Europe may see a growth in diesel prices and even its shortage once an EU-wide ban on Russian oil products comes into force on February 5, as the country accounted for 50% of the European Union's needs for the fuel, the Hungarian Energy Ministry said on Saturday
BUDAPEST (Pakistan Point News / Sputnik - 04th February, 2023) Europe may see a growth in diesel prices and even its shortage once an EU-wide ban on Russian oil products comes into force on February 5, as the country accounted for 50% of the European Union's needs for the fuel, the Hungarian Energy Ministry said on Saturday.
Starting Sunday, the EU will prohibit imports of Russian-origin petroleum products used throughout Europe. Meanwhile, the bloc, along with G7 and Australia, instituted on Friday a price cap on Russian oil products, which bars access to various services, including financing and insurance, unless the products are purchased at or below the agreed limits of $100 per barrel for premium-to-crude products (such as diesel and kerosene) and $45 per barrel for discount-to-crude products (such as naphtha).
"In Europe, we can even expect a shortage of diesel and an increase in the price of petroleum products, since half of the EU's diesel demand is still supplied by Russian sources. Due to sanctions, Europe now has to buy products from other, more distant regions, such as importing Indian, middle Eastern or Chinese products, which means it can buy petroleum products much further away and more expensive, which can cause supply insecurity," the ministry said in a statement.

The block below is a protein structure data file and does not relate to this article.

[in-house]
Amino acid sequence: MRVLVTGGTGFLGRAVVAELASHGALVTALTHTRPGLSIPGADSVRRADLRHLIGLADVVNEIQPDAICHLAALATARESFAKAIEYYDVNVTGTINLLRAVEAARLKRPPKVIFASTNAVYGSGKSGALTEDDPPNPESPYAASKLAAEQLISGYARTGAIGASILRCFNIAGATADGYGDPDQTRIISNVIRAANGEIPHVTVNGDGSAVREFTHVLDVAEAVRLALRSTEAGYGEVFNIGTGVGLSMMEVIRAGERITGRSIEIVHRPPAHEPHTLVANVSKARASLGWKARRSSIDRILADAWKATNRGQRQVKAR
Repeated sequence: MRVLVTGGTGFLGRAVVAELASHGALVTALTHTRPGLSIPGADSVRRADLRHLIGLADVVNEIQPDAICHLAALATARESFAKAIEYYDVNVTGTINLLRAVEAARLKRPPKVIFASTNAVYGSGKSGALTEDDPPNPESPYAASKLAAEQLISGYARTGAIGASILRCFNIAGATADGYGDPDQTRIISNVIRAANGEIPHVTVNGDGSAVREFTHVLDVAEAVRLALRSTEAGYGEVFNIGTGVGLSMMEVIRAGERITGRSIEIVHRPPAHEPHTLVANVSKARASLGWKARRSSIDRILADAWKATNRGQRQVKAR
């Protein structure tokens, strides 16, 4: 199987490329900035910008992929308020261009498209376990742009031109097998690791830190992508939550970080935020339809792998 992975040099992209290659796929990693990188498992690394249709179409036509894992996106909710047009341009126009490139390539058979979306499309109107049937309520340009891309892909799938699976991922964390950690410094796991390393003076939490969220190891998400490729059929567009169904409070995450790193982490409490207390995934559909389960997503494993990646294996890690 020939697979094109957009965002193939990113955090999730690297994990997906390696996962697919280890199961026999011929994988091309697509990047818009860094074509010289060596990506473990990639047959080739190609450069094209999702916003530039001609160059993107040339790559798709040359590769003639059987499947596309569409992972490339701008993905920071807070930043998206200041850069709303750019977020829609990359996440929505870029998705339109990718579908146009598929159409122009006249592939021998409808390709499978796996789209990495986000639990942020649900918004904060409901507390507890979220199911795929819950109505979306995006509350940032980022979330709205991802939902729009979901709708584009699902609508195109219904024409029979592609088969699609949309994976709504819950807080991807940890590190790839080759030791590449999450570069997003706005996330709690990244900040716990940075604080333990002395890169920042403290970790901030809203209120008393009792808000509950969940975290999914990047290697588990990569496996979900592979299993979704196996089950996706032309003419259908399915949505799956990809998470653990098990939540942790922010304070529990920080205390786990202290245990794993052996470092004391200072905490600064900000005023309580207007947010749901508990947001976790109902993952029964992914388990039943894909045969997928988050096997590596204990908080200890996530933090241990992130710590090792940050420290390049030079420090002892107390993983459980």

From the outset, Hungary opposed expanding sanctions to include the Russian energy sphere, as most of the oil comes into the country from Russia via the Druzhba pipeline, the ministry noted.
"Full-scale energy sanctions, including those related to nuclear energy and gas import, are also on the agenda in the EU. The Hungarian government is strongly opposed to further broadening the energy sanctions," the ministry said.
On October 7, the European Union introduced its eighth package of sanctions against Moscow which, among other things, set a framework for capping the price of Russian seaborne oil exports at a level coordinated by G7 allies. Some EU countries, including Hungary, were excluded from such measures as they import Russian oil through pipelines.
In late December, Russian President Vladimir Putin signed a decree banning supplies of Russian oil and petroleum products if contracts directly or indirectly provide for a price cap.